Loose Cannons

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The evolution of the buddy cop film is an unusual thing. They began pretty straightforward…one’s a young guy, one’s an old guy. Perhaps it’s one’s a black guy, one’s a white guy. Before you knew it we had one is an alien and one is a human or one’s Whoopi Goldberg and one is a talking dinosaur. Somewhere before we hit that extreme came 1990’s Loose Cannons where one is a grizzled detective and the other has multiple personalities.

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The film follows Washington D.C. police detective Mac Stern (Gene Hackman) as he investigates some grisly murders. He’s partnered with a brilliant investigator named Ellis Fielding (Dan Aykroyd). This is Ellis’s first case after an extended time away from the force, recovering at a monastery after a traumatic experience. The monks, and his police captain uncle, think he’s ready to return, however they don’t realize that when exposed to violence, Ellis ends up switching into a number of alternate personalities to deal with the stress.

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Now, this situation doesn’t sit terribly well with Mac, but he also sees that Ellis is quite a skilled detective. Their investigation ends up leading them to a porn king known as Harry “The Hippo” Gutterman (Dom DeLuise). It seems that Harry has a deal in place to get a hold of an odd film that features Adolf Hitler in compromising situations…as well as a current German official (Robert Prosky), who denies having been a part of der fuhrer’s inner circle. This, of course, means a bunch of German goons are out to get their hands on the home movies first.

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Putting Gene Hackman and Dan Aykroyd together is perhaps one of the oddest team-ups that the buddy cop genre ever gave us. Both actors are ones who I am always excited to see in a film. Aykroyd ranks among my favorite SNL veterans, and I’ve been fascinated with Hackman since I first saw him as Lex Luthor. It is weird, though, to have Hackman playing the grizzled but wise-cracking cop next Aykroyd doing weird voices. Critics and audiences didn’t respond well to it back in 1990. Yet, as ridiculous as the film is, I found myself enjoying the ride.

Make no mistake, though, one must look past some pretty messed up stuff to find those nuggets of enjoyment. I’m no expert on mental health, but I’m sure there’s nothing even slightly accurate about this film’s depiction of multiple personality disorder. Most of the personalities Ellis drifts in and out of are impersonations of various pop culture characters. He does Captain Kirk, the Cowardly Lion, Popeye, and the Road Runner, among others. Let’s face it, if folks had a problem with the way M. Night Shyamalan dealt with multiple personalities in Split, they’d short circuit over this flick. I guess some would say it’s insensitive, but..it’s Dan Aykroyd. If you’re going to have a character doing goofy voices, Aykroyd is the right sort of guy to hire.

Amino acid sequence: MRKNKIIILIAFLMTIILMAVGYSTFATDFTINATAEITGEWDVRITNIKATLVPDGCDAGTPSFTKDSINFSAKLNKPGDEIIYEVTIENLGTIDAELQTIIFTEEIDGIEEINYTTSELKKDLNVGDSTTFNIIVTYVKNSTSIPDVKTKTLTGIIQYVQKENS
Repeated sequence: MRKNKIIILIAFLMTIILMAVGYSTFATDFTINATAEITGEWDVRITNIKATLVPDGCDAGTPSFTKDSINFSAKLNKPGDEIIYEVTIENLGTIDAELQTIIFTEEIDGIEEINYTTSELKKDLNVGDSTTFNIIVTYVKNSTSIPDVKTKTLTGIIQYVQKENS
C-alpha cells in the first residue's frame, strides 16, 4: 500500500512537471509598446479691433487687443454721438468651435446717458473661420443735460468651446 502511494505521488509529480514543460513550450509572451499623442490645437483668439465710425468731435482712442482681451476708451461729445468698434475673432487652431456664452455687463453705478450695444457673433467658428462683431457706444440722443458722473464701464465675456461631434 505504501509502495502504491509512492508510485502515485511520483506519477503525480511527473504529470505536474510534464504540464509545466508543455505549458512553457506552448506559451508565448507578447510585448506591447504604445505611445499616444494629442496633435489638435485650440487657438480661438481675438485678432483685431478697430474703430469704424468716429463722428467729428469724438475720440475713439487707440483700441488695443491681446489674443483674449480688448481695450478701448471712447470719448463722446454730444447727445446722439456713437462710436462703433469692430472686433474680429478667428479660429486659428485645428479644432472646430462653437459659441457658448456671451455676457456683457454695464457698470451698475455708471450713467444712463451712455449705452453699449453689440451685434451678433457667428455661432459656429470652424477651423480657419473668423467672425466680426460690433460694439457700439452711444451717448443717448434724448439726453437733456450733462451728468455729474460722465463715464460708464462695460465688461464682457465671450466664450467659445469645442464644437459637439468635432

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I’ve also got to hand it to Gene Hackman. You gotta know that Hackman realized he was slumming it a bit on this flick. Hackman is pro, though. I don’t think I could ever accuse him of phoning it in, even with the likes of Superman IV. He and Akyroyd work well together and managed to keep me engaged even through the film’s dopier moments. Even Dom DeLuise ends up being somewhat enjoyable. He’s kind of brought in as a third wheel a la Joe Pesci in the Lethal Weapon flicks, but director Bob Clark seems to know how to keep DeLuise reigned in. We definitely don’t get Smokey and the Bandit II level cringe out of DeLuise here.

Now, I’m a sucker for dumb comedies. While I was able to appreciate the dumb comedy aspects of Loose Cannons, many others will not. This is in no small part due to some weird tonal shifts that happen throughout the film. After all, the MacGuffin here is a Hitler sex tape! Plus, the whole reason for Aykroyd’s multiple personalities is that he was captured and tortured during a previous investigation. A pretty grim justification for Bert Lahr impressions. The film also has its fair share of violence, including a severed head dangling from a fishing line to open the film and a pretty big shootout at the close. Though, the biggest amount of violence in the film is perpetrated against a classic Woodie during a chase sequence that will have car enthusiasts weeping.

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In the end, Loose Cannons is a film that I enjoyed, but can I justify that? Not really. Maybe it’s because I like dumb comedies. Maybe I’m too easily won over by Dan Aykroyd doing silly voices. Maybe I miss seeing Gene Hackman…it’s been 16 years since he retired, after all. Honestly, I don’t quite understand why I enjoyed this film which is completely worthy of the hatred that most other reviewers heap on it.

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